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Transnational Polish Families in Norway

Social Capital, Integration, Institutions and Care


Edited By Krystyna Slany, Magdalena Slusarczyk, Paula Pustulka and Eugene Guribye

This book provides timely insights into the lives of Polish migrants who have been settling in Norway with their partners and children, especially over the last decade. It brings together Polish and Norwegian scholars who shed light on the key areas of migrant family practices in the transnational space. The contributors critically assess social capital of those living mobile lives, discuss the role of institutions, as well as engage with the broad problematics of caring – both with regard to migrant children raised in Norway, and the elderly kin members left behind in Poland. Further, the authors tackle the question of the possibilities and constrains of integration, pointing to several areas of policy implications of transnationalism for both Poland and Norway.

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Krystyna Iglicka, Katarzyna Gmaj & Antoni Wierzejski: Contextualizing Polish Migration to Norway in the light of theory and statistical data


Krystyna Iglicka, Katarzyna Gmaj & Antoni Wierzejski

Contextualizing Polish Migration to Norway in the light of theory and statistical data

Abstract: This chapter highlights basic trends in migration outflows of Poles to Norway. It focuses on the fact that Polish migrants constitute the biggest group of immigrants in Norway and addresses the question of their geographical distribution. The authors analyse some theoretical approaches, statistical data and trends, with special emphasis on the demographics of the Polish population in Norway in relation to the labour market and family behaviours (in a broad sense). Furthermore, the analysis presented in this paper emphasises that, along with the networks and growing number of children, part of temporary Polish migration into Norway has been transformed from circular into permanent migration. A dominant pattern of primary male migration at the beginning of the 21st century has undergone a transformation as early as in the second half of the decade and was replaced by the stable family migration pattern. Official statistics along with the Transfam’s project qualitative and quantitative data were used in this study.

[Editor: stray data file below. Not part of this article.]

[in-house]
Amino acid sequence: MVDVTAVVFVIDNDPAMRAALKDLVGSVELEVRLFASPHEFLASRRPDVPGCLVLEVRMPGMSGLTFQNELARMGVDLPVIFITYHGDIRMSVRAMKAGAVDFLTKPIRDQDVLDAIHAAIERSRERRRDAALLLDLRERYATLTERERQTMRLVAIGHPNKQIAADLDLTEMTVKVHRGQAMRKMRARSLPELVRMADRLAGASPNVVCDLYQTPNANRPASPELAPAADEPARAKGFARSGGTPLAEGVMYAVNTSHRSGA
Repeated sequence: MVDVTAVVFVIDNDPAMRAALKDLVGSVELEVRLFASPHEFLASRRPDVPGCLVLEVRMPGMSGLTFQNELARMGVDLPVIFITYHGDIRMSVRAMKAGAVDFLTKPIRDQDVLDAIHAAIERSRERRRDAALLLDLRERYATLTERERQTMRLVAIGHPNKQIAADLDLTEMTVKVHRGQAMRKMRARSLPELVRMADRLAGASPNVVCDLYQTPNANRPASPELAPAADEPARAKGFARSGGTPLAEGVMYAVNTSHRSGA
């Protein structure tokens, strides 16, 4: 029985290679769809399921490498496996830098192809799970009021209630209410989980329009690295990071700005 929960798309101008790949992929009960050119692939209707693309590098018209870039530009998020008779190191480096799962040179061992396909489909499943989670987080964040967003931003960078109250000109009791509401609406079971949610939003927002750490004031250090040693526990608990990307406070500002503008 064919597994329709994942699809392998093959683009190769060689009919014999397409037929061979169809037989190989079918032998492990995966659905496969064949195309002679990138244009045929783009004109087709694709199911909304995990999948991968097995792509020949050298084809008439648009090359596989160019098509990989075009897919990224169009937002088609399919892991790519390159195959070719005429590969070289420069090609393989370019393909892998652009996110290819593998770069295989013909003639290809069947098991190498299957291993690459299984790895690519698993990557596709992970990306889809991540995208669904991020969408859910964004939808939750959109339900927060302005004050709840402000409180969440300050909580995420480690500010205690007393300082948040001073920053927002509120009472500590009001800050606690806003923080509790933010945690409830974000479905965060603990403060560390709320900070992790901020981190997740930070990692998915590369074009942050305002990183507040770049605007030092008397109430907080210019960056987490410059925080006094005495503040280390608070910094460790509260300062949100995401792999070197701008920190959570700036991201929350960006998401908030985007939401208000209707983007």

Key words: Norway, Poland, migration, family, labour markets, migrant networks.


The aim of this paper is to provide background evidence on the scale and nature of Polish family migration to Norway. This chapter brings together previously published statistics, new, and vital data from the Transfam project, and some additional data and analysis on specific questions related to family migration. In the...

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